Cloudy with a chance of life: Reaching out to those who feel suicidal

You may have seen this quote from an unknown source while scrolling through social media. The picture may have thousands of likes and comments of encouragement but sometimes it isn’t enough. 

Suicide is something that is an unexpected reality. There is nothing you can do to prepare yourself for this type of tragic loss and nothing can soften the blow.

When a life is ended, no matter the situation, those who are left are frozen by the reminder that death is inescapable. When a life is ended intentionally by choice, an additional haze of pain covers all who hear the cause of death mentioned.

Suicide isn’t the end of pain but it is instead a transferring of it. Many people who desire to end their own lives believe that they are unloved and unwanted and that their death would have no effect on anyone around them. Even if someone doesn’t feel loved, death is a messy and painful event. Funerals must be planned, people must be informed, caskets must be bought and eulogies spoken. 

“Many times when someone has suicidal thoughts or associates in suicidal actions, they think about what’s going on is so severe, so bad that they can’t think of any other way out,” said Oscar Gomez, assistant professor of psychology and social services. “The thing is that sometimes suicidal ideation or action is a cry for help and they don’t know how to ask for help,”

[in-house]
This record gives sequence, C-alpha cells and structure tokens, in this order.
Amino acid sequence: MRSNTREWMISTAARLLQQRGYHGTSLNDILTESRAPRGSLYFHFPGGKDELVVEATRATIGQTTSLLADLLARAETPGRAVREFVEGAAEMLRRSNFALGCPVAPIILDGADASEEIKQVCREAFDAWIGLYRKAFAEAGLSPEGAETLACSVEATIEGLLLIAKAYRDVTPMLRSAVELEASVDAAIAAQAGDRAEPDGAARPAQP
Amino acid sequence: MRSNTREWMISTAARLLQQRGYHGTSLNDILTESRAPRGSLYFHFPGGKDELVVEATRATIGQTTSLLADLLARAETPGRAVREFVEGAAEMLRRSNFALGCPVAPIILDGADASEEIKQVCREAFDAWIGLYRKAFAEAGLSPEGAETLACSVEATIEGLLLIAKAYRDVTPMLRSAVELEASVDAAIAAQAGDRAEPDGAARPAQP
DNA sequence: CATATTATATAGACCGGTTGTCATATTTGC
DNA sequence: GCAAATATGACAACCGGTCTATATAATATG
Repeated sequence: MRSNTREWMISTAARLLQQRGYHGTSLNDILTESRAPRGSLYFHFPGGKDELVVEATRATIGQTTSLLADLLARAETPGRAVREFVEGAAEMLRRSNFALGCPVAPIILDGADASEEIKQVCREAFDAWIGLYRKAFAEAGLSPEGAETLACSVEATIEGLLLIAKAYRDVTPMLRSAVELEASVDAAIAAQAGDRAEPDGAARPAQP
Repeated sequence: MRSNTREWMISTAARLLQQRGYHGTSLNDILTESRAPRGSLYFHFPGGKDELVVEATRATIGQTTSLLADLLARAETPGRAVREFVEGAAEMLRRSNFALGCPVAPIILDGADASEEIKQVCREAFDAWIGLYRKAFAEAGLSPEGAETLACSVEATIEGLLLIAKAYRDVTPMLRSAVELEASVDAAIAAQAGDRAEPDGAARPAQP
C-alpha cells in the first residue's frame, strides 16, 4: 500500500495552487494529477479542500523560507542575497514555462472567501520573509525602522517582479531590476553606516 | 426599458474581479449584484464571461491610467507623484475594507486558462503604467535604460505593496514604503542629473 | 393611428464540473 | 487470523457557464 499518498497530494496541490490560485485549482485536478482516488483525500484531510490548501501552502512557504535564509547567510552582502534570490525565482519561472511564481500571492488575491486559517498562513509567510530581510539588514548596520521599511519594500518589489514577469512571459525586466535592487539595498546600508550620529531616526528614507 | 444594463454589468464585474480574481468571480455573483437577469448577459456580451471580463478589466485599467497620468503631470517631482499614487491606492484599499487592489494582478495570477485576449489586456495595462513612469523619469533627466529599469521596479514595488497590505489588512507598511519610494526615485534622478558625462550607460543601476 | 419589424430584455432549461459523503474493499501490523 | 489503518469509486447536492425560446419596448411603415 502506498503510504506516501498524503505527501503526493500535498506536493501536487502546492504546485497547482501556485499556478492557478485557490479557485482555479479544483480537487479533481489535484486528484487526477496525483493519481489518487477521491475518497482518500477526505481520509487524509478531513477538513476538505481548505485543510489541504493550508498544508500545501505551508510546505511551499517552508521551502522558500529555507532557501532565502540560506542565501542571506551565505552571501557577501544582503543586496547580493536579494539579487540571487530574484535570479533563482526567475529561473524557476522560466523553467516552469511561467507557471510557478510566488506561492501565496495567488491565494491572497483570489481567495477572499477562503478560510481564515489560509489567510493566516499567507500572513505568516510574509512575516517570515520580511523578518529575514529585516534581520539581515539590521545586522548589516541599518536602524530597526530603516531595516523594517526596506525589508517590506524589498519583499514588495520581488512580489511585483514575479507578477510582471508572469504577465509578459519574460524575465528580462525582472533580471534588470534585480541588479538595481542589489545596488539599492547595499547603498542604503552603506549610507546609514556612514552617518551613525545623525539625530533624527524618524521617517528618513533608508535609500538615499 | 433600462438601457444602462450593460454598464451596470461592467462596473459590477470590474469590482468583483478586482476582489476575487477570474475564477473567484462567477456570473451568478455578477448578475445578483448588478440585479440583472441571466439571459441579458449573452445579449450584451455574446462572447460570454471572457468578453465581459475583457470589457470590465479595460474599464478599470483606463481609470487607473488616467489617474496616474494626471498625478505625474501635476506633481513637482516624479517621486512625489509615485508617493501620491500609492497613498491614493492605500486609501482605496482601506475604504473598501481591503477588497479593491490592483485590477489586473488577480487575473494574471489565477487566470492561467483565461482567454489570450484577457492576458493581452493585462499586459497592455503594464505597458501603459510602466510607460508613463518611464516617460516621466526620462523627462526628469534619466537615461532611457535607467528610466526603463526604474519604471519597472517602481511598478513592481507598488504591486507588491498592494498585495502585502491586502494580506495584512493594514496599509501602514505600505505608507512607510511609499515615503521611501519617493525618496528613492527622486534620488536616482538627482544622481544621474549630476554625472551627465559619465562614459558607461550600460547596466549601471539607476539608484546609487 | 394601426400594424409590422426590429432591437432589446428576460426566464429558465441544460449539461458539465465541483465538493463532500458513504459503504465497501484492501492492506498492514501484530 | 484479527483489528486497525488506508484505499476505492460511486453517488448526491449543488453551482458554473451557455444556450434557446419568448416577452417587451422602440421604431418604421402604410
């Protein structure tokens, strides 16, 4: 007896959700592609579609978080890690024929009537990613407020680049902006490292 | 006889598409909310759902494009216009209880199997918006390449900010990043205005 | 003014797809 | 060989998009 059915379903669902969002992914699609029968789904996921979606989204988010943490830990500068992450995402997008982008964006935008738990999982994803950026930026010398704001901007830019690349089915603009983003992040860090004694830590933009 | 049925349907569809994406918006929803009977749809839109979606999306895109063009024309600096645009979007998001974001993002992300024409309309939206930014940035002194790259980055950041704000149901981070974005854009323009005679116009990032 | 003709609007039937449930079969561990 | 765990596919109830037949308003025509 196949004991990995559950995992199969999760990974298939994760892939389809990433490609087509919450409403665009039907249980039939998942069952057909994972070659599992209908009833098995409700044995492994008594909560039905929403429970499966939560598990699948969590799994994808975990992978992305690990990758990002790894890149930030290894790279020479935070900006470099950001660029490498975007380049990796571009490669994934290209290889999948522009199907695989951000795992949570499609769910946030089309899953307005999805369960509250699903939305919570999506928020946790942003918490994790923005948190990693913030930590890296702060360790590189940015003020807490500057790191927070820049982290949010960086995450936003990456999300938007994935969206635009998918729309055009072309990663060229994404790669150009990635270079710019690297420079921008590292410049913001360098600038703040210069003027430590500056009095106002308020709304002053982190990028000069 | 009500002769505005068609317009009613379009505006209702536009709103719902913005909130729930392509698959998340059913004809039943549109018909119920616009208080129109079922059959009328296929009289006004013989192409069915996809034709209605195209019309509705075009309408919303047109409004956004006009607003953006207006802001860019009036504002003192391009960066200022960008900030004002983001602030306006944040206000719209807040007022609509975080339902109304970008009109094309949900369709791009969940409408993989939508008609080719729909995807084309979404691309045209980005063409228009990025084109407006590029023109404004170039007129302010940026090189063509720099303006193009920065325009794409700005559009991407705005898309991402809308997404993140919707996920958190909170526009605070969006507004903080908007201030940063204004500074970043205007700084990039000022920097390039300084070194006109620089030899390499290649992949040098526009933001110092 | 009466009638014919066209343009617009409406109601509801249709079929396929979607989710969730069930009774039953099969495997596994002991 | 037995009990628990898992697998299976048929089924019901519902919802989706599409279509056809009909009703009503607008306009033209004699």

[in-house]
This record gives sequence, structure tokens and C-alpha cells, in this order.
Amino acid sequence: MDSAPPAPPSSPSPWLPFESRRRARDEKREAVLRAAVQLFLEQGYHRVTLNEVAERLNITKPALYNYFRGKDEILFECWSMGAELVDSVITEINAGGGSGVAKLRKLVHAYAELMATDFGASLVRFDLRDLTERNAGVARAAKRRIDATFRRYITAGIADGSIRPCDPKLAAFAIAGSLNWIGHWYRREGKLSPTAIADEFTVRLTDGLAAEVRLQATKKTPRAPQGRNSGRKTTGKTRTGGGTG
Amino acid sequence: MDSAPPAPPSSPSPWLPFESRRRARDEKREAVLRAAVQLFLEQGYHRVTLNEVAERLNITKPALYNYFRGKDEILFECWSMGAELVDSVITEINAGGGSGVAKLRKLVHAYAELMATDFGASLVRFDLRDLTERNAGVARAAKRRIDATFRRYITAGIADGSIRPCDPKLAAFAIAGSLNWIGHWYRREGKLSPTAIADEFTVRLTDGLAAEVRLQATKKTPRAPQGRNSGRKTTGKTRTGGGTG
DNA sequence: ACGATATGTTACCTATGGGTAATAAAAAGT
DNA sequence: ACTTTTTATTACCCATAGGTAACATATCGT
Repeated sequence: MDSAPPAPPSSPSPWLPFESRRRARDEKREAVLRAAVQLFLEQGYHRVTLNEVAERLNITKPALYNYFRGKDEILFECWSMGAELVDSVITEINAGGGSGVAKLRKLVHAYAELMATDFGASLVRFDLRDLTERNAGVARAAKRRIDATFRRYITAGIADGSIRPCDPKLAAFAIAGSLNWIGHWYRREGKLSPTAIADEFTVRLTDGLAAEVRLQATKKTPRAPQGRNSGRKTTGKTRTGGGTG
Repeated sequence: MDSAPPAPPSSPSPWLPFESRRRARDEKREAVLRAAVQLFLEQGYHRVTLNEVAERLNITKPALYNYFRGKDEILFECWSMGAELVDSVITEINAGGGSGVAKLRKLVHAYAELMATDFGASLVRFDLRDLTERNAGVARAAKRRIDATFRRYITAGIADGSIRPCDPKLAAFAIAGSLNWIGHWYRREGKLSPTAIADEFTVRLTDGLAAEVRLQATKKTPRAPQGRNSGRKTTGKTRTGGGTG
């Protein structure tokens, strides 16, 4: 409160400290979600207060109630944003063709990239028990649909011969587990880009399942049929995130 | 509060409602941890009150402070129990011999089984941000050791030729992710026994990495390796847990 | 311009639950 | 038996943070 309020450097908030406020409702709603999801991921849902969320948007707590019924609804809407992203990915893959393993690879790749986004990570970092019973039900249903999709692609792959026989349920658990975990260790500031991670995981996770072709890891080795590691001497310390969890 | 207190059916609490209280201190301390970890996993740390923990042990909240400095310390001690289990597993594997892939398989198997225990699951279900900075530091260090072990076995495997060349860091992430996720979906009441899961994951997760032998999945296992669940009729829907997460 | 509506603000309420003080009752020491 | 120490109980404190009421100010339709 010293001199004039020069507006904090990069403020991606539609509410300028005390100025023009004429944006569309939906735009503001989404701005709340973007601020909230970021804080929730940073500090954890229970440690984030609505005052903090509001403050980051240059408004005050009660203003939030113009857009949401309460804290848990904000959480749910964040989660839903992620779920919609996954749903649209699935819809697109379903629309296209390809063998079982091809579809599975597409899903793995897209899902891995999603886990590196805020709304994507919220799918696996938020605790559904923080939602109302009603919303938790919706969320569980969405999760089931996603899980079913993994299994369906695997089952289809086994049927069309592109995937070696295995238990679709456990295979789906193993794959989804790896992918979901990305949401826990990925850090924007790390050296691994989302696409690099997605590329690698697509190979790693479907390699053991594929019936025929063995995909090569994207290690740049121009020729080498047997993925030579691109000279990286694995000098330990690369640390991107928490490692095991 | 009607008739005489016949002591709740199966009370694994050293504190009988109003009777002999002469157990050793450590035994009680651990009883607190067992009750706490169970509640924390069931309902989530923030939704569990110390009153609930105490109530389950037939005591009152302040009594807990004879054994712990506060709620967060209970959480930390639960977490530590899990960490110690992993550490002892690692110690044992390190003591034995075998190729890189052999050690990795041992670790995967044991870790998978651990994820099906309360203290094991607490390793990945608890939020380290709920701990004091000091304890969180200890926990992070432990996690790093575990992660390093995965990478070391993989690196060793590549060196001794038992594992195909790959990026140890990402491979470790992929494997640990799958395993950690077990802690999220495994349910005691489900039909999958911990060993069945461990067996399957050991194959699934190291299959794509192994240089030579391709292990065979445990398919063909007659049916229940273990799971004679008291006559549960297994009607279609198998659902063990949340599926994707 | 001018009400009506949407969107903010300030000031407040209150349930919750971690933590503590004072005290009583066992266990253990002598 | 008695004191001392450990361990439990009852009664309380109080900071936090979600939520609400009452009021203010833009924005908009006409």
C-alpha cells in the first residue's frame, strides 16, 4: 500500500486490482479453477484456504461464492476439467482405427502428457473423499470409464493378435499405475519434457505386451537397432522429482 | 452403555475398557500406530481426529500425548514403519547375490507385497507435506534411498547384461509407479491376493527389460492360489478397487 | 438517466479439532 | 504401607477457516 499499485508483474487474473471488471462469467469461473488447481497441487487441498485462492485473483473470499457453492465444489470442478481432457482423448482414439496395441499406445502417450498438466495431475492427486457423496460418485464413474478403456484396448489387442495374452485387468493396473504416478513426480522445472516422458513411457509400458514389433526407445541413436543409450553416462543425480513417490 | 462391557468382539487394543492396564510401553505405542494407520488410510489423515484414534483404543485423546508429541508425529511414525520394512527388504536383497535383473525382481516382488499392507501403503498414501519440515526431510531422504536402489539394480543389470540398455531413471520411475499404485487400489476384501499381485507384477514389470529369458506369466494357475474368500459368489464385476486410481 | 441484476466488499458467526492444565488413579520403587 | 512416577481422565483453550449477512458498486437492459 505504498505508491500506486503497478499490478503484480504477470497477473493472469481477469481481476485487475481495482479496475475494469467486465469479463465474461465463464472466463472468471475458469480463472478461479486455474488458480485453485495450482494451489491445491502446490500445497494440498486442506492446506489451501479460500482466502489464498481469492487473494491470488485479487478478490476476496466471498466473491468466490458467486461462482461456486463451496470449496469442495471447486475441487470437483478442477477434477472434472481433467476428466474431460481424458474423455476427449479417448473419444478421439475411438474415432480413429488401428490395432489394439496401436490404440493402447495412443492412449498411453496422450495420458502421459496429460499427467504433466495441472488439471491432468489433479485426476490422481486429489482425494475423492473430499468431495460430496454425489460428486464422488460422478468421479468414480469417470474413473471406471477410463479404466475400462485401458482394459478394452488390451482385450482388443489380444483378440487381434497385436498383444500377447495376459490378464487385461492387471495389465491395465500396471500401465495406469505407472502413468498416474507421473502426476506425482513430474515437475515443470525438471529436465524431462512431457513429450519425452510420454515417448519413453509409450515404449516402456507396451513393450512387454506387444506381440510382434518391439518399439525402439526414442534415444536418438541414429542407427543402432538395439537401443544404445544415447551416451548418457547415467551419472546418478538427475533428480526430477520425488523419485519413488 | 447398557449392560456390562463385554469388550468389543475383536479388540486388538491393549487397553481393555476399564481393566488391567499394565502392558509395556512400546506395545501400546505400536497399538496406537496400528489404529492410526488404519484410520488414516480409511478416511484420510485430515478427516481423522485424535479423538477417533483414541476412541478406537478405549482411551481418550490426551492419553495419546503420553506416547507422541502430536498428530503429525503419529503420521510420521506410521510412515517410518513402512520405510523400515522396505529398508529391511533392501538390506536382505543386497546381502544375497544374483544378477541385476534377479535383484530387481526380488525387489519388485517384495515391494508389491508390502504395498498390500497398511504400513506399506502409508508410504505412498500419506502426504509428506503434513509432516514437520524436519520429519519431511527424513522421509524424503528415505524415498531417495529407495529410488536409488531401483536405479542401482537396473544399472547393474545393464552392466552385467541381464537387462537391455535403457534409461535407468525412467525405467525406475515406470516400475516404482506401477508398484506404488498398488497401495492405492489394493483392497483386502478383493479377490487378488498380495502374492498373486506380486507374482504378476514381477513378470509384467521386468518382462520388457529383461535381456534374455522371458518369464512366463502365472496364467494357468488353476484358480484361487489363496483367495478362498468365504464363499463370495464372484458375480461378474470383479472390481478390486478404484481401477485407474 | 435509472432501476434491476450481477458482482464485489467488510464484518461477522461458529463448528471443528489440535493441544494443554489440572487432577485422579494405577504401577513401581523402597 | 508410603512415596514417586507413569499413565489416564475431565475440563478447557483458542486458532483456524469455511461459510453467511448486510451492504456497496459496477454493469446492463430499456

A random survey of CBC students showed that 38% of students have considered taking their own life while another 58% of students have known someone who has taken their own life.

As a community, we must question how different the horrifying statistics would be if people understood that this feeling of insignificance is one that all of us have shared at one point or another.

“Now as friends, associates and classmates, what we can do is [to] be aware of changes in behavior patterns of our friends [and] listen to what they say,” said Gomez. “If they start talking about things like, ‘Oh my life is worthless so I just ought to end it,’ even if they say they’re joking about it, touch base and talk with them. Make sure that they are not just being dramatic.”

We should desire to build a community that is united on all fronts. If we are together, it is harder for someone to consider their lives meaningless; however, happiness is more than one good day. 

There is a point when recovery from suicidal thoughts becomes a choice. One decision of ending a life may not make all the trouble disappear, but the daily decision to have a positive attitude is crucial. 

In this life we are promised hardship. Things go wrong. We miss out on opportunities. Relationships change. 

And yet, the God who created the universe is still here, waiting for us to return home.

The truth is that happiness is not eternal nor is it promised. We must be putting our hope in the joys of Christ instead of the happiness of this world, only he will never let you down. 

Romans 8:28 says, “We know that all things work together for the good of those who love God, who are called according to his purpose.” 

Although this verse is promising good, it is not what we think is good for us but instead what God sees as good for us. 

We recommend for anyone having suicidal thoughts or actions to seek free confidential help available through the National Sucide Prevention Lifeline. Call 1-800-273-8255.

Photo by Mallory Sullivan

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